A new digital platform launched in 2020 to enable the mapping and reimagining of long-lost cities
Research Division of Archaeology
The Ancient Capital Pilot Geographic Information System (GIS) can reveal what archaeology cannot: The full extent, and layout, of the legendary cities of yore
The many ancient capitals that once existed on the Korean Peninsula remain mysteries. Although archaeological surveys conducted during the 20th century partially identified vestiges of ancient royal fortresses, no ancient capital that encompasses a royal fortress has been clearly or fully identified in terms of the city’s overall shape and structure. Meanwhile, historical records leave us to conjecture.
Given this opacity, we hope that the launch of the Ancient Capital Pilot Geographic Information System (also called GIS) in 2020 will bring new transparency – and permit us to reimagine these ancient cities in an entirely new way.
Unfathomable Mysteries, Unanswered Questions
The Korean word “godo” literally means “old capital.” The capitals of ancient kingdoms are mostly located in today’s Gyeongju, Buyeo, Gongju, and Iksan regions. In ancient times, the Korean Peninsula was home to a number of kingdoms, including Koguryo(Goguryeo), Baekje, Silla and the Gaya Confederacy, with their capitals built throughout the peninsula. Historical records frequently mention the names of ancient capitals and royal fortresses, inspiring curiosity. Today, however, there is not a single ancient Korean capital that is clearly understood. Without a single map remaining, it is virtually impossible to figure out what those ancient capitals looked like as they fell into ruin and disappeared. Despite the relentless efforts of scholars, research based on just a few document resources and archaeological surveys has remained limited. Researchers have only been able to surmise the locations of ancient capitals, major royal palaces, and administrative buildings.
To quench this thirst for knowledge, the Korean government has steadily supported archaeological excavations in Gyeongju, Buyeo and other major ancient capital regions. However, since the target areas were mostly confined to political and ritual spaces such as the sites of royal fortresses, Buddhist temples, and royal tombs, such research efforts played only a limited role in unveiling the overall and much wider structure of cities that inherently had multiple functions. For this reason, studies on the layouts of ancient cities conducted in the 20th century after the liberation of Korea were limited to hypothetical maps. These were based on the road networks seen on maps printed during the Japanese colonial period, with modifications made when the remains of ancient roads were newly discovered through archaeological excavations.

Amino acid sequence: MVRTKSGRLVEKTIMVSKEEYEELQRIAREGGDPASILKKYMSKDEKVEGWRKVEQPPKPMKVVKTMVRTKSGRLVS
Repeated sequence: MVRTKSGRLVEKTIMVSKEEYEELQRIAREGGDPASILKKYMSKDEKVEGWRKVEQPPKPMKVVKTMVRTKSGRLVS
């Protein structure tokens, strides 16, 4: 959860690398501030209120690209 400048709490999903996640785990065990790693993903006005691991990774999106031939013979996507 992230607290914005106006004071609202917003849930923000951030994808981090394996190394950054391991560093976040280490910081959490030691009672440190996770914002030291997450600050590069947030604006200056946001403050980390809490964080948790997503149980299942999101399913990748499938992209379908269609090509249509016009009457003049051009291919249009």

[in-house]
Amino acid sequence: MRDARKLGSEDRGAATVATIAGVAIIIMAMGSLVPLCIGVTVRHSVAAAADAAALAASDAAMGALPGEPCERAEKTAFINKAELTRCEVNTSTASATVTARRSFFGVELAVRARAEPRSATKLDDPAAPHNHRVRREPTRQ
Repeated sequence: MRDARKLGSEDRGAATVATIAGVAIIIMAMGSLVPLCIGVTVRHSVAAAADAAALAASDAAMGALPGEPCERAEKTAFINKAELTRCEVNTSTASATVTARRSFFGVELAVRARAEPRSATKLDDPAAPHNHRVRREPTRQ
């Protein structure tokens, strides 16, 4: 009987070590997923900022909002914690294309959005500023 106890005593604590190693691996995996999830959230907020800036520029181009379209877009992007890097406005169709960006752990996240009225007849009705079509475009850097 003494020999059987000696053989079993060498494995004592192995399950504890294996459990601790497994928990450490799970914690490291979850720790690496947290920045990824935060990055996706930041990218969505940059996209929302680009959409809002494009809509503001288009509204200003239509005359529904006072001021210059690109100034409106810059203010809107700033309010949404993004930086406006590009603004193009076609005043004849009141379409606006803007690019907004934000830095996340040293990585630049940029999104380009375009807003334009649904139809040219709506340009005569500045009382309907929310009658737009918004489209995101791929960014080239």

An Avalanche of Archaeological Data
Excluding the ancient capital restoration studies led by the government and academics, land development projects have expanded the number of salvage excavations. This, in turn, led to a surge in excavation data obtained from many areas within ancient capital regions. These excavations revealed clues indicating the existence of urban zoning, for instance, straight avenues and fences lining these thoroughfares, and the remains of a drainage system crossing a village. On top of this, a 15-year excavation survey of the Silla royal capital (1987–2002), conducted by the Gyeongju National Research Institute of Cultural Heritage, identified an entire ancient city district featuring a planned grid. This was empirical evidence of a planned ancient city and led to great strides in ancient capital studies.
However, the ever-accumulating amount of excavation data on ancient city sites had one critical flaw, which limited their extensive use in ancient capital restoration studies. The problem was that feature distribution maps produced from archaeological excavations did not contain accurate spatial information. Until 10 years ago, the purpose of creating a feature distribution map was to record the actual sizes and forms of a site’s archaeological features. At the time, compass directions and the scale marked on survey maps drawn on the spot were the only spatial information available on feature distribution maps. Recording the geographical coordinates of a site was not seen as an essential part of an archaeological excavation. As such, finding accurate coordinates of archaeological features appearing on the existing feature distribution maps and matching them on a numerical map has become a new task that can help in restoring the structure of an ancient city.
2. Traditionally, feature distribution maps were created by placing archaeological features on a survey drawing that displayed grids arbitrarily spaced for an archaeological excavation. (Bureau of Cultural Property, 1984, Excavation Report on Anapji
3. It has been less than 10 years since spatial information (GPS coordinates) began to be marked on feature distribution maps. (Gyeongju National Research Institute of Cultural Heritage, 2014, Excavation Report on Donggung Palace and Wolji Pond, Gyeongju II, p. 43)
The Paradigm Shifts: Mapping Spatial Information onto Archaeological Sites